Good governments watch out for the future, not tax workers to death to support their rich friends. These are all excuses. No one reached for 911 on 9/11. They went for their cell phones. As for 411, we can find each other just fine on the Net. As for PUC money, we can tax real estate, gas consumption, or something else. Focusing on these stupid details instead if the real and present danger just shows how lost our "leaders" are.
aswath
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aswath,
User Rank: Light Beer
12/4/2012 | 11:13:30 PM
re: FCC Picks VOIP Experts
911 may be fluff for some of us; but Vonage, Time Warner et al. seem to think 911 (however restricted) is "table stakes". IsnG«÷t it fair that such service providers share the related expenses? If these service providers also interconnect to PSTN, shouldnG«÷t they have a legal obligation to respect the rights of PSTN users? These regulations do not preclude end-users using VoIP technology to communicate among themselves.
Ringed?
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Ringed?,
User Rank: Light Beer
12/4/2012 | 11:13:27 PM
re: FCC Picks VOIP Experts
If the FCC is truly serious about bolstering VoIP initiatives and development they should consider making the RBOCS support E911 services specifically for VoIP users.

A VoIP IAD could have a standard POTS interface specifically for E911 use should the power go out. The VoIP user could choose to pay the same/similar fee/taxes for E911 access. This fee would have to be regulated as to not get back in to CLEC/ local loop debacle we all just went through : ( The benefit to us all is now the RBOCS have a vested intrest in offer VoIP services and providing E911 albeit maybe not as cheaply as Vonage. All VoIP service is not created equal. Just like Cellular some providers will have a tougher time offering the quality for reasons they don't yet control, ie the home town ISP network or the cable operator who struggle to provide basic cable let alone internet.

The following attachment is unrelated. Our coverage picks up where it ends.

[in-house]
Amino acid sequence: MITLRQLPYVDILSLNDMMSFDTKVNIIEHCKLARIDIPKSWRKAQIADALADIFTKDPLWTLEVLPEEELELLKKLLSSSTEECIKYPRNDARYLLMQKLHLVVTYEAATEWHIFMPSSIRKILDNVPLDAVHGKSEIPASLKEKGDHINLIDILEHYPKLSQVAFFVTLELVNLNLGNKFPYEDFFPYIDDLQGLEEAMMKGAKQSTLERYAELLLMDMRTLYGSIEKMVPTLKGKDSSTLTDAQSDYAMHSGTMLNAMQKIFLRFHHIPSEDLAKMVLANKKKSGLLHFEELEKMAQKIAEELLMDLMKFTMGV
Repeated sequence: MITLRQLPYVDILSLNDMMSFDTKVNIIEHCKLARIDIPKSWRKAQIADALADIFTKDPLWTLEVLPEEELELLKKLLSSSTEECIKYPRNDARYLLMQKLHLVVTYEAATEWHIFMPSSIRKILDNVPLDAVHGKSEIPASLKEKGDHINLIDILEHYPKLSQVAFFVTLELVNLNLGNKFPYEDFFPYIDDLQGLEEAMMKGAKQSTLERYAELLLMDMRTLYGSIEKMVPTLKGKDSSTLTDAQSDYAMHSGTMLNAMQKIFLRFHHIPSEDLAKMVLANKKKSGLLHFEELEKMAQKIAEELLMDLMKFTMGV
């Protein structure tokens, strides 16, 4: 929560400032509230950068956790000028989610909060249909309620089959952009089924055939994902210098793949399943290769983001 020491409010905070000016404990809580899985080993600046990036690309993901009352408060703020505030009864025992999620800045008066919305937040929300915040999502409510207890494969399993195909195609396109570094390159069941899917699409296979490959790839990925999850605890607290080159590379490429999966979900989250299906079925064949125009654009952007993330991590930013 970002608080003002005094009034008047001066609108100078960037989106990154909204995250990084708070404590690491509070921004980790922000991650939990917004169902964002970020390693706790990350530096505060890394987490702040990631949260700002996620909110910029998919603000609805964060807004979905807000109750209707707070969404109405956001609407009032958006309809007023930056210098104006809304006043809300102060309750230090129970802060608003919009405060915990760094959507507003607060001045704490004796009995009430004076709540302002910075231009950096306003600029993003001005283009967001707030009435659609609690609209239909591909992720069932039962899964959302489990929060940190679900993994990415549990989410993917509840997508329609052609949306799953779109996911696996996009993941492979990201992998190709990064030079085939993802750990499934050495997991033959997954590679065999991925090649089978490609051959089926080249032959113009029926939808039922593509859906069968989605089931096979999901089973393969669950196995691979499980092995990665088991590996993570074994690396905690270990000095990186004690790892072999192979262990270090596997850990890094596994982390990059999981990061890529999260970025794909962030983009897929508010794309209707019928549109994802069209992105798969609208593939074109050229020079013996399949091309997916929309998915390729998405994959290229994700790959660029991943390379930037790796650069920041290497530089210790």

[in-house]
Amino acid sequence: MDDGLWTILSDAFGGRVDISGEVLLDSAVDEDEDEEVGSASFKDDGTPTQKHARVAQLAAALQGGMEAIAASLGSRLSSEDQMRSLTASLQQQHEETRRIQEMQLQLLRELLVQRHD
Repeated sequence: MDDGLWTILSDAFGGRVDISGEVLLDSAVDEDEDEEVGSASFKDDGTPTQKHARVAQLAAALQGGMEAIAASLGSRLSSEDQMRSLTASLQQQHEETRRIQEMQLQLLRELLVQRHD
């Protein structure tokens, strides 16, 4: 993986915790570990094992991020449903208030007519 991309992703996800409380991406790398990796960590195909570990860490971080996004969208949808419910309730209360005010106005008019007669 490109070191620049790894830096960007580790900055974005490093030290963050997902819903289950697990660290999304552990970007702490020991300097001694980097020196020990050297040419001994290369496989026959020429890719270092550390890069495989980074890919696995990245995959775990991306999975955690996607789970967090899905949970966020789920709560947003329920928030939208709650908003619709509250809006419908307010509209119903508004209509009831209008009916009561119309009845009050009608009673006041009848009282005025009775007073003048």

Better yet, VoIP services could be classified as Metro, Urban or Rual and let the consumer make the informed decisio if they want to pay for E911 backup or not.

HereG«÷s one for the analysts. How many Metro dwelling people who can spell VoIP donG«÷t have a cell phone already or will have used LNP to get rid of their home phone anyway? Opps there goes another loop :)

Chances are the initial VoIP takers are probably more tech savvy then Grandma and PaG«÷ who will neither own a cell nor go to Vonage. Assuming they are not in a G«£old folksG«• home, AT&T MCI, and Sprint will keep them busy/dizzy with calls to change their LD service.

Ringed?
aswath
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aswath,
User Rank: Light Beer
12/4/2012 | 11:13:26 PM
re: FCC Picks VOIP Experts
A VoIP IAD could have a standard POTS interface specifically for E911 use should the power go out.

CPEs with such a capability is already available in the market. Yahoo! Japan's VoIP service uses this specific capability. The question is whether VoIP service providers will be happy with this approach. Yahoo! Japan is solely based on DSL and the access to PSTN is builtin. Two of the basic selling points of Cable service providers and Vonage are that the IP access could be different than DSL and that you can cut the cord to RBOCs. Since the proposed scheme requires the customer to have a business relationship with RBOCs, I suspect that they will agree to it.

Aswath
sigesux
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sigesux,
User Rank: Light Beer
12/4/2012 | 11:13:26 PM
re: FCC Picks VOIP Experts
Materialgirl,
go-girl-go! both barrels for the Telecom copperheads!
Saddling VoIP with E911 is like requiring airplane pilots to carry buggy-whips.
For the last decade the US's principle export has been a progressive vision of the future, along with the equipment to implement this vision. It now appears that we are happy to let the vested interests of the RBOC's guide us straight back to 1950!